?A mother is the truest friend we have, when trials, heavy and sudden, fall upon us; when adversity takes the place of prosperity; when friends who rejoice with us in our sunshine desert us; when trouble thickens around us, still will she cling to us, and endeavour by her kind precepts and counsels to dissipate the clouds of darkness, and cause peace to return to our hearts.?
Washington Irving (1783 ? 1859)
Irving’s quotation speaks to the timelessness of mothers and their impact on each of us. Only the stuffiness of the language hints at a time long past. The sentiment, however, is as true today as then.
Born youngest in a family of 11, Irving grew to become a famous American writer. According to biographer C.D. Merriman, he was born sickly and had ongoing health issues through much of his life. This background information illuminates the quotation. Our generation can only guess at the hardships endured in raising a family that size. Indeed, there may be a message there: if the eleventh child can so keenly love and appreciate his mother, how will we be rated by our one or two kids?
Are we, as mothers, our children’s truest friend who can bring peace back to their hearts? That certainly is the intention, if not always the result, for most of us. We know there are bad and inadequate mothers. There are also evil, destructive mothers. But most of us are simply humans doing the best we can. In some ways we’re only as good as the mothers we ourselves had.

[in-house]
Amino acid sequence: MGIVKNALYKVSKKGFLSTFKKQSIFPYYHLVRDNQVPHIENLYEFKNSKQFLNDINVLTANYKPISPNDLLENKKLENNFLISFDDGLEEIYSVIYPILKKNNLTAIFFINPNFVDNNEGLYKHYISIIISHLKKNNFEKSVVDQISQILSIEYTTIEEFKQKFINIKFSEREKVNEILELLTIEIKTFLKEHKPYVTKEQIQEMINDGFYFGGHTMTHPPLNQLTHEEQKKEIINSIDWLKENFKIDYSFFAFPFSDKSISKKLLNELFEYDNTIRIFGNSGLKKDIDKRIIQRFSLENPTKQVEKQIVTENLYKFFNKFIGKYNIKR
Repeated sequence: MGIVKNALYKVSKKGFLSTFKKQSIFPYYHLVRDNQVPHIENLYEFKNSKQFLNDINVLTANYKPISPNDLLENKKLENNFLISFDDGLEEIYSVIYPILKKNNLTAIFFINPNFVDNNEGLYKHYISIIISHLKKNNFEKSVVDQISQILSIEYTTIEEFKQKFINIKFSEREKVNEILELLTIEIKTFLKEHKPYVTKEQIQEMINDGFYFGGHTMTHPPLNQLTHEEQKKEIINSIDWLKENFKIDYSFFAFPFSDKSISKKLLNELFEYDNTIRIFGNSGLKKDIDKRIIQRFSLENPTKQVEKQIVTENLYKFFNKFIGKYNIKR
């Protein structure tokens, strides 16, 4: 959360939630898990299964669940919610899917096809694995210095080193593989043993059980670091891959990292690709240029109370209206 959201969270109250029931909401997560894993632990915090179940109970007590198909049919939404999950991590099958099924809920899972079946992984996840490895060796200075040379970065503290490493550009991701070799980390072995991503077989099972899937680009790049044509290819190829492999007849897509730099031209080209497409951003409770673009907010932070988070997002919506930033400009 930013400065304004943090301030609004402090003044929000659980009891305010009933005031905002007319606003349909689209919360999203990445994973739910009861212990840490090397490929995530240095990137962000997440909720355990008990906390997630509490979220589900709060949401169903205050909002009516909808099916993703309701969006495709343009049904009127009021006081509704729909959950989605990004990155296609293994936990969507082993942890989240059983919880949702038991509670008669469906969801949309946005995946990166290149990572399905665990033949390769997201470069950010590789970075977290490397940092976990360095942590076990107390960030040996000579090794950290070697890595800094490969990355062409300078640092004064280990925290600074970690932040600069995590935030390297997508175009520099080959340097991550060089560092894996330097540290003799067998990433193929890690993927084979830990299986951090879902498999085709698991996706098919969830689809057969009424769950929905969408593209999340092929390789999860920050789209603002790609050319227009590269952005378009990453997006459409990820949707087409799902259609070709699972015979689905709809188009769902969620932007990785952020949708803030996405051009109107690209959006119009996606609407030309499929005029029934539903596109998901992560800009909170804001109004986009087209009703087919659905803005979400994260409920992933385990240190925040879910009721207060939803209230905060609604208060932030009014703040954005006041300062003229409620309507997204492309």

At our best we offer help and guidance. We offer a port in a storm. We love unconditionally no matter the age of this offspring. We feed without ceasing. We swell with pride and applaud all the successes, from the first tentative steps to the unique marks our children leave on the world.
We cry (sometimes in private, sometimes openly) when they hurt. If we could, we would buffer them from every imaginable pain. We teach (and re-teach) those life skills we ourselves most value. If we’re wise we also know when to step back, stay silent, and pray.
Mothers hope?first, last, and always?for a healthy child whether he is a newborn or a 30 year old. Mothers want their child to thrive and strive and find her way to meaningful work, lasting love, and real happiness. Mothers want their children to grow strong and confident yet possess the softness and warmth our world so badly needs.
We want our kids to love and respect us. We want them to need us. We want them to share their triumphs and their fears. We need them to carry our legacy proudly even as they add their own value to it.
This Sunday take time to thank your mother for all that she is and all that she does. And if you are a mother, take time to consider the incredible blessing of that experience. Embrace it, from where I sit. (Thanks, Ma!)